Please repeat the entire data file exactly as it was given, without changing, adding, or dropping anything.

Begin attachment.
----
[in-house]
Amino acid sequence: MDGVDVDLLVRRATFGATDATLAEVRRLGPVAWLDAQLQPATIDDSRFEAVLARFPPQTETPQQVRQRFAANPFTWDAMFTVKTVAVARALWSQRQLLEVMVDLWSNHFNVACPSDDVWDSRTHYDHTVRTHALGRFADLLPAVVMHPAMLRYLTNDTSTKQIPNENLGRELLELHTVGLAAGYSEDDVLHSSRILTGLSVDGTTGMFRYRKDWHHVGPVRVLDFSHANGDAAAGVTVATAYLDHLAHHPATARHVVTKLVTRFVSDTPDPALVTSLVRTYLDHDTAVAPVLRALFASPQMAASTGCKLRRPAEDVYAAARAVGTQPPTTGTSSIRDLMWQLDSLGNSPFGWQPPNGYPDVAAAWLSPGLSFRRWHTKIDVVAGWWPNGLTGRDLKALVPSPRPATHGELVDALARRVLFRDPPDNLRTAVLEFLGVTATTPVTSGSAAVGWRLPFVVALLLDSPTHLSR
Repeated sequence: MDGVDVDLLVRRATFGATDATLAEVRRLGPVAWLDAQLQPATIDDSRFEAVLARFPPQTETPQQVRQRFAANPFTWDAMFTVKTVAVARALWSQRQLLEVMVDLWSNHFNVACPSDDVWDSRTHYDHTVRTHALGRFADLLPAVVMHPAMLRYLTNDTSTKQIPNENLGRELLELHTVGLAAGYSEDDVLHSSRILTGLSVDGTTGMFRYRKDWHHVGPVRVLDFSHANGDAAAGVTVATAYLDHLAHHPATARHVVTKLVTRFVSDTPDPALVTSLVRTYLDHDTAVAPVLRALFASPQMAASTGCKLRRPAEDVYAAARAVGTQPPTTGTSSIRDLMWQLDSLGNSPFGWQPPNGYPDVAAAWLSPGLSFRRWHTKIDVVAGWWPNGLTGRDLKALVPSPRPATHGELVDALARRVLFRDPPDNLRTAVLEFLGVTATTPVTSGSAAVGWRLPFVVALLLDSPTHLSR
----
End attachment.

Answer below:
[in-house]
Amino acid sequence: MDGVDVDLLVRRATFGATDATLAEVRRLGPVAWLDAQLQPATIDDSRFEAVLARFPPQTETPQQVRQRFAANPFTWDAMFTVKTVAVARALWSQRQLLEVMVDLWSNHFNVACPSDDVWDSRTHYDHTVRTHALGRFADLLPAVVMHPAMLRYLTNDTSTKQIPNENLGRELLELHTVGLAAGYSEDDVLHSSRILTGLSVDGTTGMFRYRKDWHHVGPVRVLDFSHANGDAAAGVTVATAYLDHLAHHPATARHVVTKLVTRFVSDTPDPALVTSLVRTYLDHDTAVAPVLRALFASPQMAASTGCKLRRPAEDVYAAARAVGTQPPTTGTSSIRDLMWQLDSLGNSPFGWQPPNGYPDVAAAWLSPGLSFRRWHTKIDVVAGWWPNGLTGRDLKALVPSPRPATHGELVDALARRVLFRDPPDNLRTAVLEFLGVTATTPVTSGSAAVGWRLPFVVALLLDSPTHLSR
Repeated sequence: MDGVDVDLLVRRATFGATDATLAEVRRLGPVAWLDAQLQPATIDDSRFEAVLARFPPQTETPQQVRQRFAANPFTWDAMFTVKTVAVARALWSQRQLLEVMVDLWSNHFNVACPSDDVWDSRTHYDHTVRTHALGRFADLLPAVVMHPAMLRYLTNDTSTKQIPNENLGRELLELHTVGLAAGYSEDDVLHSSRILTGLSVDGTTGMFRYRKDWHHVGPVRVLDFSHANGDAAAGVTVATAYLDHLAHHPATARHVVTKLVTRFVSDTPDPALVTSLVRTYLDHDTAVAPVLRALFASPQMAASTGCKLRRPAEDVYAAARAVGTQPPTTGTSSIRDLMWQLDSLGNSPFGWQPPNGYPDVAAAWLSPGLSFRRWHTKIDVVAGWWPNGLTGRDLKALVPSPRPATHGELVDALARRVLFRDPPDNLRTAVLEFLGVTATTPVTSGSAAVGWRLPFVVALLLDSPTHLSR